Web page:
The strained relationship between Diana and Charles Is At The Core of Season 4

“The Crown” depicts Charles (Josh O’Connor) and Diana’s (Emma Corrin) marriage as a tale of extreme publicity, misplaced jealousy, extramarital affairs and worsening mental health with a few moments of joy. In the previous season, viewers could not help but pity Charles after his family prohibits him from marrying Camilla Shand (Emerald Fennell) due to fears of infidelity on her part. The royal family encourages Charles to marry Diana since she is young, pure and at the perfect age for childbearing. The two reportedly only met 16 times before their wedding ceremony.

The show highlights the many reasons why the marriage did not work out. As Princess Anne clearly states in the ninth episode, the two have a difficult time relating to one another because of their 12-year age gap and, “They come from similar aristocratic backgrounds but their personalities are from different planets.” While Charles is depicted as being more reserved, Diana is more outgoing and openly embraces the people she meets at events.

The forced marriage had enormous repercussions on the happiness and mental well-being of them both, which is depicted in the show. In almost every episode, Charles is seen either talking to Camilla over the phone or visiting her in person, desperately trying to find the companionship he lacks in his marriage. Diana starts out as a devoted wife who loves her husband, but as he continues to meet Camilla, she too finds comfort with other men. It is reported that she had affairs with her riding instructor, bodyguard and a military official.

Diana also developed bulimia as a side effect of her disastrous marriage. She is frequently seen throughout the show binge-eating to cope with how alone she felt, before throwing up in the bathroom. According to a real-life interview with the princess, her first bout with the eating disorder came after Charles put his hand on her waist and said, “Oh, a bit chubby here, aren’t we?”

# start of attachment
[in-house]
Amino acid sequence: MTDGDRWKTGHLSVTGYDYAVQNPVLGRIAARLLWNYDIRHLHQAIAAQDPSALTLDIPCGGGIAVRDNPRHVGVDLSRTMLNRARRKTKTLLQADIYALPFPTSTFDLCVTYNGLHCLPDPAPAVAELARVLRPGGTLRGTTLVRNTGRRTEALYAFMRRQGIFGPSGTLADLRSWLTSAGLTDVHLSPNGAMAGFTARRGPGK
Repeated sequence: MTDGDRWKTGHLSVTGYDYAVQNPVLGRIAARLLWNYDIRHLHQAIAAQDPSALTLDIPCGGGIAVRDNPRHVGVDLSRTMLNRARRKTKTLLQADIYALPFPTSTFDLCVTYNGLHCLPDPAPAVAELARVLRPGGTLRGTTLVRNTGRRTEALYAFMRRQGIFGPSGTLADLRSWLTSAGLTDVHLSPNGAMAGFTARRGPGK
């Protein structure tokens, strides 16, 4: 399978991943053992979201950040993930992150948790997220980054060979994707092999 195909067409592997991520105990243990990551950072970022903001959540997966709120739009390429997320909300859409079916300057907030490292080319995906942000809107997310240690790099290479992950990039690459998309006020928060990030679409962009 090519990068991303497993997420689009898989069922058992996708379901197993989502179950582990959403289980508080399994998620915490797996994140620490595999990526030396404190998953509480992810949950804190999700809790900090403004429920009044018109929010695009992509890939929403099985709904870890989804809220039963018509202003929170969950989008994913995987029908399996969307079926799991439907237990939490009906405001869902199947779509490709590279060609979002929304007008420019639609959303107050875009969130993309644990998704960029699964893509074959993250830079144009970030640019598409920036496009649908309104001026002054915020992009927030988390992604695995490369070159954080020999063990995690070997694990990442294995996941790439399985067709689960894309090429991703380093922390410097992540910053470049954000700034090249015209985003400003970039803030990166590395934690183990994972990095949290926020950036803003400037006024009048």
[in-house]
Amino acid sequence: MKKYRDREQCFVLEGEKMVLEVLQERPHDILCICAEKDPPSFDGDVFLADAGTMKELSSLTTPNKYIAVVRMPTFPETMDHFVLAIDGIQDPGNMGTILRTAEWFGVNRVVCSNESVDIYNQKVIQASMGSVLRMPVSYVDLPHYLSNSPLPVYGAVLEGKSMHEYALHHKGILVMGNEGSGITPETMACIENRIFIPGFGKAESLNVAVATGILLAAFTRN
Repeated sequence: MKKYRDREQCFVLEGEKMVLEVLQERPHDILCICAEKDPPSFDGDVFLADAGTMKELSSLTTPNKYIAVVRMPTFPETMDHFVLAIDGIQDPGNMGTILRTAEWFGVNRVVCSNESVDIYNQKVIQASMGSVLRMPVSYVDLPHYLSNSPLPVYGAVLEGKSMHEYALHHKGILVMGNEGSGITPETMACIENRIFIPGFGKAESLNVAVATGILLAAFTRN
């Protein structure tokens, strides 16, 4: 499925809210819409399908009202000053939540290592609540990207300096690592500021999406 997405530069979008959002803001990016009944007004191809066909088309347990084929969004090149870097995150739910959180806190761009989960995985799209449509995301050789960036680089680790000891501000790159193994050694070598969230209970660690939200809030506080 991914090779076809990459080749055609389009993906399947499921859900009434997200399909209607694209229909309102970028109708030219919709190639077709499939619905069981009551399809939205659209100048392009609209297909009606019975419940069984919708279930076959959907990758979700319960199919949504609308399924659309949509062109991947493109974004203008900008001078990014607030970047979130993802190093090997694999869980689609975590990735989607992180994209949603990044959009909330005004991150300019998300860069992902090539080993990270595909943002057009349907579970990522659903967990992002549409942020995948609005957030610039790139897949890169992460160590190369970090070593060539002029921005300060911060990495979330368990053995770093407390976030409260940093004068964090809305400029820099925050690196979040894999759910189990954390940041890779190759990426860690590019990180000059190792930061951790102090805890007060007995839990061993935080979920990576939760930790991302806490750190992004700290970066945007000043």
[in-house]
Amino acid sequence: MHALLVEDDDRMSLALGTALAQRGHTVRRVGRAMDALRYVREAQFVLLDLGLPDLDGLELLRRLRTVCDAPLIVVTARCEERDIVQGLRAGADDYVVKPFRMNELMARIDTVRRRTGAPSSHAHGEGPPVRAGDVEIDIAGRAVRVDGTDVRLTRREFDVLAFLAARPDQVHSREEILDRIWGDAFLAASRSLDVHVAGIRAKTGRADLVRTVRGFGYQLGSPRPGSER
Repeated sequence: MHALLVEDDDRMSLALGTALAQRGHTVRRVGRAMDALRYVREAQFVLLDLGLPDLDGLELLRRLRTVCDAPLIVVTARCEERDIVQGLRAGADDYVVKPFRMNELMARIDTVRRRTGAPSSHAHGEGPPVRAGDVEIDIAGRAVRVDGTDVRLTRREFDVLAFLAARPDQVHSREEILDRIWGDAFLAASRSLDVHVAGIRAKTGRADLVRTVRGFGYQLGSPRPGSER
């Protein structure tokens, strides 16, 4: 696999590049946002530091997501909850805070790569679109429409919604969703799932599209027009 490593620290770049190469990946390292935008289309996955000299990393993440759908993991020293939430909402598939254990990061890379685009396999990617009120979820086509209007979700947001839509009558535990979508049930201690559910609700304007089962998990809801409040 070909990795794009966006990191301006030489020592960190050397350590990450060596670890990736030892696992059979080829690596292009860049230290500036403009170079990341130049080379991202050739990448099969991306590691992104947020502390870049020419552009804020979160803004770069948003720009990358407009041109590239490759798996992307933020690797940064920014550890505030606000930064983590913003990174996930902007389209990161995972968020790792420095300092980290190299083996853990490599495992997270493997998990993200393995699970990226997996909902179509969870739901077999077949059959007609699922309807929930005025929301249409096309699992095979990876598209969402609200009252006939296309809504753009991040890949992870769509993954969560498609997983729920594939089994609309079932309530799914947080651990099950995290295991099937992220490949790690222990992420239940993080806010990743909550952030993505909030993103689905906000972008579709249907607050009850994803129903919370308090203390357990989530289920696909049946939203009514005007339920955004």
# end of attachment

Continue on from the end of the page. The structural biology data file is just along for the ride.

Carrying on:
The publicity Diana received from the public also created a wedge between them. Every time Corrin’s character is seen attending royal events, enormous crowds gather outside hoping to catch a glimpse of the princess and shouting: “We Love You Di!” After coming back from a successful solo trip to New York, Diana ends up fighting with her husband because of the good press she is getting. Camilla expresses to Charles how she would never live up to the name Diana created for herself and that the public would loathe her for breaking up their marriage.

The Royals Continue to Struggle for Relevance in a Modern and Post-World War II U.K.

One key aspect of “The Crown” is the British monarchy’s continued struggle to be relevant in the country’s modern society. In post-World War II U.K., many questioned the need for royalty, so the royal family had to adapt to the changing times. As the Queen, played by Claire Foy at the time, states, “The monarchy is too fragile. One more scandal, one more national embarrassment and it will all be over.”

However, Diana is seen as a beacon of hope for the family, offering them a chance to redeem their public image. In the sixth episode, Charles and Diana travel to Australia and New Zealand for their first official royal tour as a couple. New Zealand’s prime minister wants his country to break away from the grip of the English monarchy and stand on its own feet. Diana’s arrival ruins his plan. Despite a few mess-ups, Diana wins the hearts of Australians and New Zealanders with her kind spirit and relatability. In a radio interview, Diana comes across like another normal person and says, “I don’t think of myself as royalty. No. First and foremost, I’m a wife and a mother. That’s what’s most important to me.”

Her words strike a chord with many people and lead to her rise in popularity. In a meeting with the couple, New Zealand’s prime minister tells Charles, “That superstar may have just set back the cause of republicanism in Australia for the foreseeable future.”

“The Crown” does an excellent job of telling the story of the royal family during the 1980s. Everything from outfits and events to the behavior and body language of the royals is accurate captured. The scenic shots, coupled with the talented cast, leave viewers hungry for more episodes of this hit historical drama.